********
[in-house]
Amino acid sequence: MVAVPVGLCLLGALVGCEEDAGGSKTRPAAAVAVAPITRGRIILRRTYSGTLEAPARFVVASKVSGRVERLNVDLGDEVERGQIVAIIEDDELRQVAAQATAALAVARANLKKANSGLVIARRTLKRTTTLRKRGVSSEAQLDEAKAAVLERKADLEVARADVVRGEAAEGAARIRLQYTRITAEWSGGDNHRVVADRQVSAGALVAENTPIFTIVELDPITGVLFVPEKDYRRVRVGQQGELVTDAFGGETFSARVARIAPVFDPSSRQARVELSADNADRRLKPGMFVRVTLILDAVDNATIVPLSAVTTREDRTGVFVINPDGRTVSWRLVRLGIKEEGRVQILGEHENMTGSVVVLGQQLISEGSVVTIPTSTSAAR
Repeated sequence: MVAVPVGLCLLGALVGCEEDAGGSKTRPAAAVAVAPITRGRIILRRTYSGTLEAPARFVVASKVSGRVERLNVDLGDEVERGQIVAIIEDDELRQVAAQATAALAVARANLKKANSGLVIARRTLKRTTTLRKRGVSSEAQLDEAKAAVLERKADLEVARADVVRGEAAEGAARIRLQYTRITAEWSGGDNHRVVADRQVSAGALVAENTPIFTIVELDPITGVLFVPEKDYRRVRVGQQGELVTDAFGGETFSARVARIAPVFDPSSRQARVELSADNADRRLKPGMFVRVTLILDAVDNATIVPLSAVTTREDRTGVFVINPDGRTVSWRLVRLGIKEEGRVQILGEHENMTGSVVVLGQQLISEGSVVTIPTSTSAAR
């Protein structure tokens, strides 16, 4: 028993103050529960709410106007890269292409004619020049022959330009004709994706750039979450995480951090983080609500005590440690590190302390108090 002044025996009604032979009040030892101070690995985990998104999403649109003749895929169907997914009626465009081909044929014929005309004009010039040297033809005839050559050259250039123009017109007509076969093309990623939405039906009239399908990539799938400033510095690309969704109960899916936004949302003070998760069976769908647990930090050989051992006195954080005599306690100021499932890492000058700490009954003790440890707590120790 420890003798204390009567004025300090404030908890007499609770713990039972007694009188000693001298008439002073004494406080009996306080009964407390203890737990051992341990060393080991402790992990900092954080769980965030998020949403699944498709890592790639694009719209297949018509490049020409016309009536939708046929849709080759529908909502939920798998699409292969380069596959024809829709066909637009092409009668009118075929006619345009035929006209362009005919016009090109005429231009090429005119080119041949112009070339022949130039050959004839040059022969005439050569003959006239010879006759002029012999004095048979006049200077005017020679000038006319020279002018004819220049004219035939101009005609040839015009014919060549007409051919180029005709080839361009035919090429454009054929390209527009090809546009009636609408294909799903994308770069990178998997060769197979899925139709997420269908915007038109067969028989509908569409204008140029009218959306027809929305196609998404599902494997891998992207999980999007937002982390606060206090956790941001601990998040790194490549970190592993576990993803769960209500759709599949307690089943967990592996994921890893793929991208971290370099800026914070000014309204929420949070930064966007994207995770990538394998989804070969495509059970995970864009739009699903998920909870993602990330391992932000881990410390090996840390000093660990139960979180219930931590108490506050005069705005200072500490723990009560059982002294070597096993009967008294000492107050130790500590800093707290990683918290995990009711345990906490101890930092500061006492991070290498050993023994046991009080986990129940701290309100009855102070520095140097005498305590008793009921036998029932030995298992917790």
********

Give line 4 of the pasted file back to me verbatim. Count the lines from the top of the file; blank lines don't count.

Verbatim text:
């Protein structure tokens, strides 16, 4: 028993103050529960709410106007890269292409004619020049022959330009004709994706750039979450995480951090983080609500005590440690590190302390108090 002044025996009604032979009040030892101070690995985990998104999403649109003749895929169907997914009626465009081909044929014929005309004009010039040297033809005839050559050259250039123009017109007509076969093309990623939405039906009239399908990539799938400033510095690309969704109960899916936004949302003070998760069976769908647990930090050989051992006195954080005599306690100021499932890492000058700490009954003790440890707590120790 420890003798204390009567004025300090404030908890007499609770713990039972007694009188000693001298008439002073004494406080009996306080009964407390203890737990051992341990060393080991402790992990900092954080769980965030998020949403699944498709890592790639694009719209297949018509490049020409016309009536939708046929849709080759529908909502939920798998699409292969380069596959024809829709066909637009092409009668009118075929006619345009035929006209362009005919016009090109005429231009090429005119080119041949112009070339022949130039050959004839040059022969005439050569003959006239010879006759002029012999004095048979006049200077005017020679000038006319020279002018004819220049004219035939101009005609040839015009014919060549007409051919180029005709080839361009035919090429454009054929390209527009090809546009009636609408294909799903994308770069990178998997060769197979899925139709997420269908915007038109067969028989509908569409204008140029009218959306027809929305196609998404599902494997891998992207999980999007937002982390606060206090956790941001601990998040790194490549970190592993576990993803769960209500759709599949307690089943967990592996994921890893793929991208971290370099800026914070000014309204929420949070930064966007994207995770990538394998989804070969495509059970995970864009739009699903998920909870993602990330391992932000881990410390090996840390000093660990139960979180219930931590108490506050005069705005200072500490723990009560059982002294070597096993009967008294000492107050130790500590800093707290990683918290995990009711345990906490101890930092500061006492991070290498050993023994046991009080986990129940701290309100009855102070520095140097005498305590008793009921036998029932030995298992917790």